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I'll dump some common info here, but I would love a step by step, from scratch on how I can create a network bridge between my Raspberry Pi (running Raspbian) and Laptop (Windows 7 with LAN and WiFi) to allow internet access to both and SSH between my RPi and laptop.

I want to share internet connection from WiFi to RPi using LAN port.

I'd prefer my RPi having a static ip, for SSH'ing purposes, but using DHCP if it's easier is fine.

I'm using default /etc/network/interfaces now:

auto lo
iface lo inet loopback

auto eth0
allow-hotplug eth0
iface eth0 inet manual

auto wlan0
allow-hotplug
wlan0
iface wlan0 inet manual
wpa-conf /etc/wpa_supplicant/wpa_supplicant.conf

auto wlan1
allow-hotplug wlan1
iface wlan1 inet manual
wpa-conf /etc/wpa_supplicant/wpa_supplicant.conf

rpi: ping 8.8.8.8 -> connect: Network is unreachable
rpi: ping laptopIP -> connect: Network is unreachable
rpi hostname -I   -> 169.254.229.14

laptop ping 169.254.229.14  -> works
laptop ssh 169.254.229.14   -> works
laptop ipconfig -> Wireless->IPv4: 169.168.0.116
                   Subnet: 255.255.255.0
                   Default Gateway: 192.168.0.1

                   LAN->IPv4: 169.254.244.255

NOTE
I tried previously the other day, and my RPi was on the network with address of 192.168.0.103 and it had internet access, but after a reboot it didn't work again. So I've reset everything, to try again.

I'll update with any more info that is needed.

OS
RPi: Latest Raspbian
Laptop: Windows 7 (64 bit)

  • So your concern is to be able to ssh into the pi from the laptop, and for the pi to have Internet access? Is this correct? I ask because introducing the term "bridge" adds confusion to your question. – Tyson Oct 3 '15 at 13:01
  • I have my rpi connected to my laptop via an ethernet cord. My intention is that. To be able to ssh into my pi from my laptop, and for my rpi to have access to the internet. The term "bridge" is because I have a network bridge between my LAN and wifi on my laptop, which in some instances gave my rpi access to internet, but it stopped working for some unknown reason. So I'm trying from scratch to get my desired outcome as you mentioned, the proper way. – jake Oct 3 '15 at 13:07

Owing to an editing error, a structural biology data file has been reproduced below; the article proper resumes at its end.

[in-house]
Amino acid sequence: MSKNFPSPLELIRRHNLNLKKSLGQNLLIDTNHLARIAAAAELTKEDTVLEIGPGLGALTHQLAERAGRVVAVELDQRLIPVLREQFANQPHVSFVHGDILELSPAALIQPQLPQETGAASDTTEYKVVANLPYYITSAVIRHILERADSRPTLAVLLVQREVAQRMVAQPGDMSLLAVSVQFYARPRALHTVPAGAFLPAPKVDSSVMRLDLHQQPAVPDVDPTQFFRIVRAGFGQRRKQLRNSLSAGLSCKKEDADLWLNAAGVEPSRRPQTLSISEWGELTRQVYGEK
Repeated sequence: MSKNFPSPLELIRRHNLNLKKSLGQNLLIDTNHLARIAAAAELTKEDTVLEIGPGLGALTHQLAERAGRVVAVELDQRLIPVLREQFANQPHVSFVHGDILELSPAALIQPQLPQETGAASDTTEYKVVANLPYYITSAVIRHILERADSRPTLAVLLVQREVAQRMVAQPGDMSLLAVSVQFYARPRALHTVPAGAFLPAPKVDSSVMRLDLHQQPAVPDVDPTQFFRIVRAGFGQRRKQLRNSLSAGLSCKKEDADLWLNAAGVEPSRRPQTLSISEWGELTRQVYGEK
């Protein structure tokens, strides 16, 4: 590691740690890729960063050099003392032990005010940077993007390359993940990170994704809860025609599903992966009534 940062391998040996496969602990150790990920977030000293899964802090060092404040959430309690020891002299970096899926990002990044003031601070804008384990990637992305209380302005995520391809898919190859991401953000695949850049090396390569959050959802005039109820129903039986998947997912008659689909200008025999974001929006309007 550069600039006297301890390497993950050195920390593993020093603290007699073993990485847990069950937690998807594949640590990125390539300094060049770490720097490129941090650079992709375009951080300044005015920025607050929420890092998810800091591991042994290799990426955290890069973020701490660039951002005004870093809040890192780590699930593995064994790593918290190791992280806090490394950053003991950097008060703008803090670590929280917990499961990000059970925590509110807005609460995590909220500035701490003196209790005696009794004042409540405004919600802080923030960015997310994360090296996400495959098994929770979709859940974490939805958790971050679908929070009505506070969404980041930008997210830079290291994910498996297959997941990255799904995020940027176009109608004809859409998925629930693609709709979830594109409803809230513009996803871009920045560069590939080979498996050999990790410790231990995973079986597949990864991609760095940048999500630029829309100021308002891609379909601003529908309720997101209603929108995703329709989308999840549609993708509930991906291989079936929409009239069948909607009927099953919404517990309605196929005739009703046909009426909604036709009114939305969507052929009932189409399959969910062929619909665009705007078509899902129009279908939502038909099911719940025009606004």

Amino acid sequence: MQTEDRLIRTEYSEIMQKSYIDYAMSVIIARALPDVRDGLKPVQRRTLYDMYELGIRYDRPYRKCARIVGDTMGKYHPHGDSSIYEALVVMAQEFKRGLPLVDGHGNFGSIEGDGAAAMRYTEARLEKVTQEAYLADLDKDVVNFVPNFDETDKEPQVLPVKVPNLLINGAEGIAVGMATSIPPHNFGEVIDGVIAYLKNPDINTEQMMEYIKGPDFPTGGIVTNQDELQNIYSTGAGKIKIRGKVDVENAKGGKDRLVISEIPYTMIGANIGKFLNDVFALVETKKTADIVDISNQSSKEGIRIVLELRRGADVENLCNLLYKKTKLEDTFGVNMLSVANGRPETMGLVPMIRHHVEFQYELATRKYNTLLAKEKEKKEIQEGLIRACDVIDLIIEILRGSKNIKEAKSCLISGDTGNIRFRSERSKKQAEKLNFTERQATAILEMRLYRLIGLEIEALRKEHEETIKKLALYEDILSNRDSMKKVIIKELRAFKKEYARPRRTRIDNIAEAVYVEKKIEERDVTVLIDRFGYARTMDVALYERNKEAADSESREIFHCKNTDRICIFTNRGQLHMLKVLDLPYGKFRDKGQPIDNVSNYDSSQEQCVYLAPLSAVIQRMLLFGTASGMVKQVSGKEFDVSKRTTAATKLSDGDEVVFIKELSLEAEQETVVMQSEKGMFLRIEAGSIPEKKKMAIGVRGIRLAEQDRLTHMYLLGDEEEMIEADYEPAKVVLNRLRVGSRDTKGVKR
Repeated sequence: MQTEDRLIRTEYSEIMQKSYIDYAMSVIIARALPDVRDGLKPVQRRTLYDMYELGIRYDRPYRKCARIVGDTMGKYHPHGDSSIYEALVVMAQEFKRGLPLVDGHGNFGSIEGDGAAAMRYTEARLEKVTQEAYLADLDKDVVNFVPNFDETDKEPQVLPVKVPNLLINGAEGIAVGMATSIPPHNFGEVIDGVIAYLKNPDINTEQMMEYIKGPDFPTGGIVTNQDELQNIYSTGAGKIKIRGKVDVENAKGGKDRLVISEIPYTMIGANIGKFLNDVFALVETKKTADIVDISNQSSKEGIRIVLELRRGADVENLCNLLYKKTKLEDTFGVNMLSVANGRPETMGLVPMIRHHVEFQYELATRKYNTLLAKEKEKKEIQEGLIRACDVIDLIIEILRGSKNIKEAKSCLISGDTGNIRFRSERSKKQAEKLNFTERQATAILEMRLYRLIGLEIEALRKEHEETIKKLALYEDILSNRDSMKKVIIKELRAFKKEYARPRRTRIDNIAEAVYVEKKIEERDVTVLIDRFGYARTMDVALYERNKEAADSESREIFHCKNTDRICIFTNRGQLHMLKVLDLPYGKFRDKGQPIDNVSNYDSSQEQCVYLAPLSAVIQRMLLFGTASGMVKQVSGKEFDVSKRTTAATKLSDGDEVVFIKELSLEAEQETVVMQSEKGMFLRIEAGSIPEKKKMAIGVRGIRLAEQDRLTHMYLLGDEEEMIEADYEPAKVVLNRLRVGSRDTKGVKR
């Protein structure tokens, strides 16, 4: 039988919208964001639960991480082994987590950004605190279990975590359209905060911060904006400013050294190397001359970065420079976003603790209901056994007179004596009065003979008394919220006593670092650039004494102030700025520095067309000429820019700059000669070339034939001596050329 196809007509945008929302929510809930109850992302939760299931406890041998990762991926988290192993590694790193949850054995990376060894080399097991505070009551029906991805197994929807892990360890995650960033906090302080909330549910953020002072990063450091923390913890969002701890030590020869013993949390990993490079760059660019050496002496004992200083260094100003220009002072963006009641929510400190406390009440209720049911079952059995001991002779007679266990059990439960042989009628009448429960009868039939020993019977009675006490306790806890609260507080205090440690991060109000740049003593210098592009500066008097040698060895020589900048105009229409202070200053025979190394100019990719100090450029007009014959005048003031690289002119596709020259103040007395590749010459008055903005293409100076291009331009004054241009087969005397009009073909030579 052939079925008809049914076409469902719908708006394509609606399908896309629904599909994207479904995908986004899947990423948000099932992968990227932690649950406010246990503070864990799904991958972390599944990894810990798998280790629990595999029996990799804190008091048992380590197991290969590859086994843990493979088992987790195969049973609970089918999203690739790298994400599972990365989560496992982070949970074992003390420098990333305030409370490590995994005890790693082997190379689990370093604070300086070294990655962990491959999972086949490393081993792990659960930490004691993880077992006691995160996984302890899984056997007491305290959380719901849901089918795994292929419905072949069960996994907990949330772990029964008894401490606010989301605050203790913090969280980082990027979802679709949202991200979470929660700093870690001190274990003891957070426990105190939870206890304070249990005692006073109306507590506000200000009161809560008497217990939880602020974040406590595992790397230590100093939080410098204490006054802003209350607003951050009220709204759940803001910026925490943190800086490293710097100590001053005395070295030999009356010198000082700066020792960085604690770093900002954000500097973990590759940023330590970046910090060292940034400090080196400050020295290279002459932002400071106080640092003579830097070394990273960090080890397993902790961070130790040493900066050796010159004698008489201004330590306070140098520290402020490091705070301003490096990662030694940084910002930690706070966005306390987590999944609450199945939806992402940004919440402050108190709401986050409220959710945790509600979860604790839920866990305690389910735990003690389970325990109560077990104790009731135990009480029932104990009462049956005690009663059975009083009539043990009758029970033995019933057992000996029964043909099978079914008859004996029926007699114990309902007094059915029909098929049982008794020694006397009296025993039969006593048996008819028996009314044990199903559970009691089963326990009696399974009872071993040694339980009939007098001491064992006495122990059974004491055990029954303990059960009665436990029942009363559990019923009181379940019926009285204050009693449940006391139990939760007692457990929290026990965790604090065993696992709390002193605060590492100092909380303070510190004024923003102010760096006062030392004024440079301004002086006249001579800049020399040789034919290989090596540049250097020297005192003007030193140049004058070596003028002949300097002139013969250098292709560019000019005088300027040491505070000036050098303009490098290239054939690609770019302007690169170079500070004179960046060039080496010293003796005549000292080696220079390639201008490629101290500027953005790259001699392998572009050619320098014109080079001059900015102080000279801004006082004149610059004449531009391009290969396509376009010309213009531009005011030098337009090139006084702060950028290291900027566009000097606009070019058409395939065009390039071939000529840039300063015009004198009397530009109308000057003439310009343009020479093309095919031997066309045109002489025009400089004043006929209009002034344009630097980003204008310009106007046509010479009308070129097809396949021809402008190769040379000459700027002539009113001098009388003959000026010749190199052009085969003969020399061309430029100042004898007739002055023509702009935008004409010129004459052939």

• Is there a reason that you want to directly connect the two? For example, my pi is connects to the router, has internet access, and I can ssh into from any computer on the network. – Tyson Oct 3 '15 at 13:13
  • I don't have access to directly connect my pi to my router, I'd prefer to keep it close by for easy restarts and shut downs. I'm not sure if there's a sleep mode where I can keep 24/7 ssh access to my pi, but also allow it not to run 24/7 at full strength, but unless that's possible, having it next to my laptop is the next best thing. – jake Oct 3 '15 at 13:15
  • For the best help then you should edit the OS of your laptop into the question. – Tyson Oct 3 '15 at 13:45
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Plug the Ethernet cable into your Windows PC and Raspberry Pi

On your Windows PC click the network icon in the bottom right hand corner of the taskbar and click "Open Network and Sharing Center" Click "Change adaptor settings" Hold Ctrl and click on your current wifi network and Local Area Connection Right click and click "Bridge Connections" Enter administrator password if prompted

On your Raspberry Pi enter the terminal and write ping www.google.com

If you cannot connect the in the terminal write sudo ifconfig eth0 <IP> netmask <NETMASK> where:

  • <IP> is an IP-address in you network which is free
  • <NETMASK> is the netmask of your network (usually 255.255.255.0. You can check it by going on cmd on Windows and writing ipconfig

On your Raspberry Pi enter the terminal and write ping www.google.com If this fails again enter the terminal on your Raspberry Pi and write sudo route add default gw <GIP> eth0 where <GIP> is the IP address of the default gateway (this is usually 192.168.0.1 or 192.168.1.1. You can check by going on cmd on Windows and writing ipconfig)

You should now be able to do ping www.google.com

And you will be able to remote into your pi from your laptop or ssh.

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